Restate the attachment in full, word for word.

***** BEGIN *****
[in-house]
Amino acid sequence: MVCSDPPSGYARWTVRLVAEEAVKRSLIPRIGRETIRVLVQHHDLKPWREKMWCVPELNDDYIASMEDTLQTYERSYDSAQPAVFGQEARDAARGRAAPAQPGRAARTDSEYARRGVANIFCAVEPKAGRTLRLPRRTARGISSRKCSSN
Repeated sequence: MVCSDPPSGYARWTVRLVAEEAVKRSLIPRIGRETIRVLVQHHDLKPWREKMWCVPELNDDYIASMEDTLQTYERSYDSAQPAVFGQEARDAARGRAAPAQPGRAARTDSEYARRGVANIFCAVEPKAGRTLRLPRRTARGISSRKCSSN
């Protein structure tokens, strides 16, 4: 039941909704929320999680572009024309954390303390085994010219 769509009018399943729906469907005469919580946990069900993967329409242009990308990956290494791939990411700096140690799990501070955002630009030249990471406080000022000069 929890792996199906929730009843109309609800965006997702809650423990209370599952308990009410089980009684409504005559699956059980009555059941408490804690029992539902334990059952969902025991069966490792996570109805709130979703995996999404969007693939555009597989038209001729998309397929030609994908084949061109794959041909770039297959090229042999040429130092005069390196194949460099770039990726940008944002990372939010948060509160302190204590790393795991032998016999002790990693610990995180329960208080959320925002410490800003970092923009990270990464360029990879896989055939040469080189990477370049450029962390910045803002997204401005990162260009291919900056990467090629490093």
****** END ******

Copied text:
[in-house]
Amino acid sequence: MVCSDPPSGYARWTVRLVAEEAVKRSLIPRIGRETIRVLVQHHDLKPWREKMWCVPELNDDYIASMEDTLQTYERSYDSAQPAVFGQEARDAARGRAAPAQPGRAARTDSEYARRGVANIFCAVEPKAGRTLRLPRRTARGISSRKCSSN
Repeated sequence: MVCSDPPSGYARWTVRLVAEEAVKRSLIPRIGRETIRVLVQHHDLKPWREKMWCVPELNDDYIASMEDTLQTYERSYDSAQPAVFGQEARDAARGRAAPAQPGRAARTDSEYARRGVANIFCAVEPKAGRTLRLPRRTARGISSRKCSSN
């Protein structure tokens, strides 16, 4: 039941909704929320999680572009024309954390303390085994010219 769509009018399943729906469907005469919580946990069900993967329409242009990308990956290494791939990411700096140690799990501070955002630009030249990471406080000022000069 929890792996199906929730009843109309609800965006997702809650423990209370599952308990009410089980009684409504005559699956059980009555059941408490804690029992539902334990059952969902025991069966490792996570109805709130979703995996999404969007693939555009597989038209001729998309397929030609994908084949061109794959041909770039297959090229042999040429130092005069390196194949460099770039990726940008944002990372939010948060509160302190204590790393795991032998016999002790990693610990995180329960208080959320925002410490800003970092923009990270990464360029990879896989055939040469080189990477370049450029962390910045803002997204401005990162260009291919900056990467090629490093």